GMC Envoy XUV
Generations Timeline, Specs and Pictures
GMC tried to surprise the market with a mix between an SUV and a pickup with the 2003 Envoy XUV, but it didn’t succeed.
Regardless of the market needs, the carmaker always tried to build something different to attract different buyers. Otherwise, we would still be stuck with similar vehicles as those from the 1900s. GMC managed to create great cars in its history, but the Envoy XUV won’t join the rest of them. In its quest to find new territories, the carmaker remembered the Studebaker Wagonair from the ’60s and tried to make it better. It did, but the idea still didn’t work.
While the front of the car remained similar to the rest of the Envoy range, behind the front doors, everything changed. The roof featured a power-sliding rear roof that uncovered the cargo bay. In the back, the tailgate was either down opened or swing to the right. GMC even considered that a water-proof bay area would be a great idea, and it was. If the load made it dirty, the owner could just wash it with a power washer. Thanks to the side water drains, it was an easy job.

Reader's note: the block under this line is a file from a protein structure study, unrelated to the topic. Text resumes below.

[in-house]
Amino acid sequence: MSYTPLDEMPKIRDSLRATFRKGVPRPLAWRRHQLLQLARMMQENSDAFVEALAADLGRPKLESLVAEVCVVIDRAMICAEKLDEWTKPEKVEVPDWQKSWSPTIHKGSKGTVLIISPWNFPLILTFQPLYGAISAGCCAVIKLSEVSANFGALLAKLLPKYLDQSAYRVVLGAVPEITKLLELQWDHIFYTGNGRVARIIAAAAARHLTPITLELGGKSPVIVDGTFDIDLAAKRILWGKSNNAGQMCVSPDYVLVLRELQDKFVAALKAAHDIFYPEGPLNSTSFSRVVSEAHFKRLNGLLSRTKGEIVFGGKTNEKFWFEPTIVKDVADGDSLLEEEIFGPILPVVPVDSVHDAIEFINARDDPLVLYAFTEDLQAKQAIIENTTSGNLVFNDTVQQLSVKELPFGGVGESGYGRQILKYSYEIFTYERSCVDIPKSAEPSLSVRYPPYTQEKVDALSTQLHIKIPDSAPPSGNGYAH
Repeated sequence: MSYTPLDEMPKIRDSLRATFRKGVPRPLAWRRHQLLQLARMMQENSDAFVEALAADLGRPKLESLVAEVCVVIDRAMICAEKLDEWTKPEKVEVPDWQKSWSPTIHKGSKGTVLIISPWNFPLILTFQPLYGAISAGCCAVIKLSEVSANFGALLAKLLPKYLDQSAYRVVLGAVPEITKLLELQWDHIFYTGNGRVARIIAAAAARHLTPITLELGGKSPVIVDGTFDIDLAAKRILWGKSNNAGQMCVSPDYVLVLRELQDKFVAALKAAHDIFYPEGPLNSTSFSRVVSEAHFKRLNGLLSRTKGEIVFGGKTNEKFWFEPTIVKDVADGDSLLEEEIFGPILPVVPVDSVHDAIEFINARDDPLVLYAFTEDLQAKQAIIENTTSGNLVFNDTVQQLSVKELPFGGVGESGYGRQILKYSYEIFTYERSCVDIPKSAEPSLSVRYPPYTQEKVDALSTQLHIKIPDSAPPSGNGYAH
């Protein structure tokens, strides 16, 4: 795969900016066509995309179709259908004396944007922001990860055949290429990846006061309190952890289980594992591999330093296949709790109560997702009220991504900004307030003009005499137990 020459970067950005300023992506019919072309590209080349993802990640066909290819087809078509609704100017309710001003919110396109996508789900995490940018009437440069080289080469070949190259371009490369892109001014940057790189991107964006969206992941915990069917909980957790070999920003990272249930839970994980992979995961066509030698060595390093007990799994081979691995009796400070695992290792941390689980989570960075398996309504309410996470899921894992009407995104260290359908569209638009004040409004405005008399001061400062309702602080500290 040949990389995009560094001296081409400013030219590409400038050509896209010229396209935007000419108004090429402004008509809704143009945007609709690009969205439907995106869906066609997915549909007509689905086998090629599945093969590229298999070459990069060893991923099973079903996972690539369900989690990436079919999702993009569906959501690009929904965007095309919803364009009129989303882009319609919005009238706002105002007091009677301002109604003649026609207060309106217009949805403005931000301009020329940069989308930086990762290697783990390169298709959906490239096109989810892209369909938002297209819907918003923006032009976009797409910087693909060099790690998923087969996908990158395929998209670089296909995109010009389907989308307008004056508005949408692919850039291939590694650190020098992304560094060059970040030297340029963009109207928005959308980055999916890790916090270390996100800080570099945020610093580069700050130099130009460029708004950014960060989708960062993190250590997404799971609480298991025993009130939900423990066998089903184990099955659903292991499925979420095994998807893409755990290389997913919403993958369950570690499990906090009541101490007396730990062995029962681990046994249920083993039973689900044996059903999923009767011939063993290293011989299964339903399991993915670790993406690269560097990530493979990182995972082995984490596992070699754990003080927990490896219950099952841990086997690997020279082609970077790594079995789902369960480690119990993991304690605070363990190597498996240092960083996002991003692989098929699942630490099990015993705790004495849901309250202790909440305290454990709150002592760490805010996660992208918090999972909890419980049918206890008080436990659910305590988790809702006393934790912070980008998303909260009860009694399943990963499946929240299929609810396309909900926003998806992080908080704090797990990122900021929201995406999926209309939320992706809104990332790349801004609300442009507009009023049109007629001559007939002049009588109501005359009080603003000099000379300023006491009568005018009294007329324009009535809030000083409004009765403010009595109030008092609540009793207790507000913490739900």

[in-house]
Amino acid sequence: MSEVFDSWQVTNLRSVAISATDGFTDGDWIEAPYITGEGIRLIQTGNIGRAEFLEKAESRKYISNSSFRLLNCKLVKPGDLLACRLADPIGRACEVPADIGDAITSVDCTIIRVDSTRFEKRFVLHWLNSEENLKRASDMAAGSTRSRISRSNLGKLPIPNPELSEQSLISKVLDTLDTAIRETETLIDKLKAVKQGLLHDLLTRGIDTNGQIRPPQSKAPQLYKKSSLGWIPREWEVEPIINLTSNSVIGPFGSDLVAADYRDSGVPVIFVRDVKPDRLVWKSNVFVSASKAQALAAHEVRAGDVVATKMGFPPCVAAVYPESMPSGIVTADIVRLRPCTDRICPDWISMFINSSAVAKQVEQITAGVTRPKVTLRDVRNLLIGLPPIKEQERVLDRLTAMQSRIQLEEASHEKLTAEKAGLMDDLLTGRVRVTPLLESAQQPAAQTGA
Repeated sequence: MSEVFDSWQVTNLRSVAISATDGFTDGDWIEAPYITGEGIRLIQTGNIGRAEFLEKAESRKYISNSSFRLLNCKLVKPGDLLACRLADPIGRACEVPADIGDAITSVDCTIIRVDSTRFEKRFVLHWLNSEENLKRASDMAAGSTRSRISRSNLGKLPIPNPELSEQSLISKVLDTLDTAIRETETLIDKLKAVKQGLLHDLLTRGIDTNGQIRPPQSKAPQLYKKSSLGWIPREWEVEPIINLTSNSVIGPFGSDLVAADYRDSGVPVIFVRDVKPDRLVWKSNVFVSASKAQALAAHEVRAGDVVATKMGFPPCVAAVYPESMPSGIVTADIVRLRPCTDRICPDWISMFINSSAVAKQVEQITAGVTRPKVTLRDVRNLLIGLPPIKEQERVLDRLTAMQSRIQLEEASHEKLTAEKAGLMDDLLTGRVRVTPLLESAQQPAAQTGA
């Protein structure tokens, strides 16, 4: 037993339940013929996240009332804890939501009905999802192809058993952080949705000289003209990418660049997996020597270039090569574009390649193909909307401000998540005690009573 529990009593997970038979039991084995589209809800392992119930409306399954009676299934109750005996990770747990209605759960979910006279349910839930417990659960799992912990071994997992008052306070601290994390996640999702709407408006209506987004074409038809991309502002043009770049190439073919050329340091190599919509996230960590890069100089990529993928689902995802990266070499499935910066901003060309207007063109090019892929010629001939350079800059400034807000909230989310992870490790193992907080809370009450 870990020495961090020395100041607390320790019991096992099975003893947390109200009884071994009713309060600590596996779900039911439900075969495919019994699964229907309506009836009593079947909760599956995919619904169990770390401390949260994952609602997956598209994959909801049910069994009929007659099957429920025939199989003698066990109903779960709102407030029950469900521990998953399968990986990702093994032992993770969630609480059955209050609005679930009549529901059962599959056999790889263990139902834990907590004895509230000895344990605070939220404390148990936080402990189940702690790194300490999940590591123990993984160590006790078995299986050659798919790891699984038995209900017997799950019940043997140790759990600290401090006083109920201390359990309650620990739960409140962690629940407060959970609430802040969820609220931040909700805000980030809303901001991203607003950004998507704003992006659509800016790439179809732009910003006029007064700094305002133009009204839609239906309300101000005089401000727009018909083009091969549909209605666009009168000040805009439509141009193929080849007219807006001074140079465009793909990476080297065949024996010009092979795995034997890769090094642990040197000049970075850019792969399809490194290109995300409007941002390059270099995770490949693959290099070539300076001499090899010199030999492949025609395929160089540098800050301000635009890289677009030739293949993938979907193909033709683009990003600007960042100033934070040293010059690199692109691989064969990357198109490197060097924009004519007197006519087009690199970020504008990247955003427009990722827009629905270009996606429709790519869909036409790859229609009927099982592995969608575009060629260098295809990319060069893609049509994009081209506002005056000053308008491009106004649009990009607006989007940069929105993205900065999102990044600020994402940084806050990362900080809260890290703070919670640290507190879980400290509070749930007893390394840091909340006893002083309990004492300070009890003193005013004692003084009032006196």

The mid-gate featured a mid-panel to extend the cargo area. The XUV’s rear bench could fold and tilt forward and left room for the separating wall to fold down, forming a completely flat area with the trunk/bed. Thus, the owner could have extended the trunk room from 49 cu-ft (1,274 liters) to 95.2 cu-ft (2,695 liters).
GMC offered the Envoy XUV with a choice of two engines: an inline-six and a V-8. While the former was available with a rear-wheel-drive or an AWD version, the latter was only AWD.